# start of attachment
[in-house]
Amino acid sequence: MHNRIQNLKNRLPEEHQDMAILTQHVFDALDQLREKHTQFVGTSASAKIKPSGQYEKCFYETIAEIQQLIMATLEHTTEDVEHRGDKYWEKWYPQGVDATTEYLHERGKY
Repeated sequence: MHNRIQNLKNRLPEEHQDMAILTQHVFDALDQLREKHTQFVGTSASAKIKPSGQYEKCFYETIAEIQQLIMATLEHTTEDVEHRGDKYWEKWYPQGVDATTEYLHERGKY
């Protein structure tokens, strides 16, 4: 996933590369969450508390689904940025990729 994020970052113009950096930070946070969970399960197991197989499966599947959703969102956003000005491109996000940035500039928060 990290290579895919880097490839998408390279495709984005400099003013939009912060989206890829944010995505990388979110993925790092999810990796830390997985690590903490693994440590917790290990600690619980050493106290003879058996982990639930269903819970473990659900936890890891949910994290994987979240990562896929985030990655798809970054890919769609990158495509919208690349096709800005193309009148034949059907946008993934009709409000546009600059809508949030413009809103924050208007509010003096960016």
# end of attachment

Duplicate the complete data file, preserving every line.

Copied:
[in-house]
Amino acid sequence: MHNRIQNLKNRLPEEHQDMAILTQHVFDALDQLREKHTQFVGTSASAKIKPSGQYEKCFYETIAEIQQLIMATLEHTTEDVEHRGDKYWEKWYPQGVDATTEYLHERGKY
Repeated sequence: MHNRIQNLKNRLPEEHQDMAILTQHVFDALDQLREKHTQFVGTSASAKIKPSGQYEKCFYETIAEIQQLIMATLEHTTEDVEHRGDKYWEKWYPQGVDATTEYLHERGKY
């Protein structure tokens, strides 16, 4: 996933590369969450508390689904940025990729 994020970052113009950096930070946070969970399960197991197989499966599947959703969102956003000005491109996000940035500039928060 990290290579895919880097490839998408390279495709984005400099003013939009912060989206890829944010995505990388979110993925790092999810990796830390997985690590903490693994440590917790290990600690619980050493106290003879058996982990639930269903819970473990659900936890890891949910994290994987979240990562896929985030990655798809970054890919769609990158495509919208690349096709800005193309009148034949059907946008993934009709409000546009600059809508949030413009809103924050208007509010003096960016």